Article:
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Finishing First

ATME-I 2001 showcases dyeing, printing and finishing technologies.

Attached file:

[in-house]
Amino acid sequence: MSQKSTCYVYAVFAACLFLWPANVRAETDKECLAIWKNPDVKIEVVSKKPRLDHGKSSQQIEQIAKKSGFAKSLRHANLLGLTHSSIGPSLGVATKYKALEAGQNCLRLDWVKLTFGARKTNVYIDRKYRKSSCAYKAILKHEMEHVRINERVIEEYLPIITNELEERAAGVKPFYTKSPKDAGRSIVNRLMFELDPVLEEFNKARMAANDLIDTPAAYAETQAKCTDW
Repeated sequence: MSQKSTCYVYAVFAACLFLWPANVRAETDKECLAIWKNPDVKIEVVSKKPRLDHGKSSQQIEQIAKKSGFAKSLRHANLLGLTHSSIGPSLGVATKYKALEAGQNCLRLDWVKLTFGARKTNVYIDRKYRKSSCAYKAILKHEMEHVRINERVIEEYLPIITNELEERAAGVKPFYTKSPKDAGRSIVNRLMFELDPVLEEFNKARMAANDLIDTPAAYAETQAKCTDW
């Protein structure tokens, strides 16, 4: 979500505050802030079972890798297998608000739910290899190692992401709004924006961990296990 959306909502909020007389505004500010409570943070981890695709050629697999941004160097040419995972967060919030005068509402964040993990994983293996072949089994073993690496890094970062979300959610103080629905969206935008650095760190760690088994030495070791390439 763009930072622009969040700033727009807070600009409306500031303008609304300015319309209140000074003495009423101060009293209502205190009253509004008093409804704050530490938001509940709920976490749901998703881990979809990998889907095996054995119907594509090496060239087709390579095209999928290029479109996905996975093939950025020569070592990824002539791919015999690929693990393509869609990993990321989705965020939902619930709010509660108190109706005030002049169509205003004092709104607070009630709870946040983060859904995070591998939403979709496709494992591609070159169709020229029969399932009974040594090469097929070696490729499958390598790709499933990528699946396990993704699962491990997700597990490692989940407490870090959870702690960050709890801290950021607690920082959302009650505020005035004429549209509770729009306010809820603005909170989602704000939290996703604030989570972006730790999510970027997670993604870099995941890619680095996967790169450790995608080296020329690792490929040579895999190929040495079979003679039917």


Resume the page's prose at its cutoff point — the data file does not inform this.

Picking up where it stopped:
Finishing First ATME-I 2001 showcased dyeing, printing, and finishing technologies.  ATME-I 2001, held April 23-27 at Palmetto Expo Center in Greenville, S.C., featured weaving and knitting technology, as well as equipment for dyeing, printing, finishing and support services. In this report, Textile Industries Technical Editors Dr. Peter Hauser and Dr. Gary Mock review the dyeing, printing and finishing segment of the show, with assistance from Senior Technical Editor Eric Vonwiller. In August, Vonwiller will profile weaving technology, and Executive Editor Jim Phillips will report on developments in knitting machinery presented at ATME-I. Digital PrintingDigital printing was the highlight of the wet-processing portion of the ATME-I show in Greenville. Three important vendors emphasized different aspects in their offerings:The DuPont Artistri Color ControlandManagement System with the Ink Jet 3210 digital printing machine was first introduced at Heimtextil 2001, held in Frankfurt, Germany, in January. Marco Torri, European sales manager and John Kane, textile product marketing manager, said Artistri incorporates a unique colorant system, printer, and software. Artistri represents a remarkable re-entry into textiles and colorants for DuPont, which left the textile dye business in 1980. The 3210 prints 3.2-meter-width fabrics roll-to-roll in eight colors: CYMK, light C, light M, Orange, and Green at 30 to 60 square meters per hour (m2/hr). The current version will print pigment inks and binder, which dry and cure as they exit the machine. DuPont claims to be the first production-capable textile printer. The company aims this machine at the home furnishings market this year and looks to apparel with other dye systems at the end of the year.Another pioneer, the Netherlands-based Stork, which first introduced ink-jet printing at ITMA 1991 in Hannover, Germany, showed three printers. Ed Fesmire, sales manager of digital printing products in Storks Charlotte, N.C., office; and Lo Boelhouwers, manager of exhibitions, conferences and events, explained that the Amber is the oldest and most versatile of the current line. It prints 2 m2/hr using six inks: (CYMK plus) cyan, light cyan, magenta, light magenta, yellow, and black. Amber is capable of printing reactive and acid dyes.The new Zircon II printer, capable of 1.55-meter printing, was introduced at ATME-I 2001 and will print short-run disperse-dye polyester production printing at 10 m2/hr. The intended market is flags, banners, backdrops and fashion.The Amethyst prints roll-to-roll 1.6-meter-width goods with six reactive colors, CYMK times two, at a print speed of up to 16 m2/hr in high-speed mode. It is designed to be set up and run all night without supervision. The model at the show was to be shipped to the Springs Industries Design Center. Springs has used earlier Stork digital printers to print one-of-a kind samples for market presentation.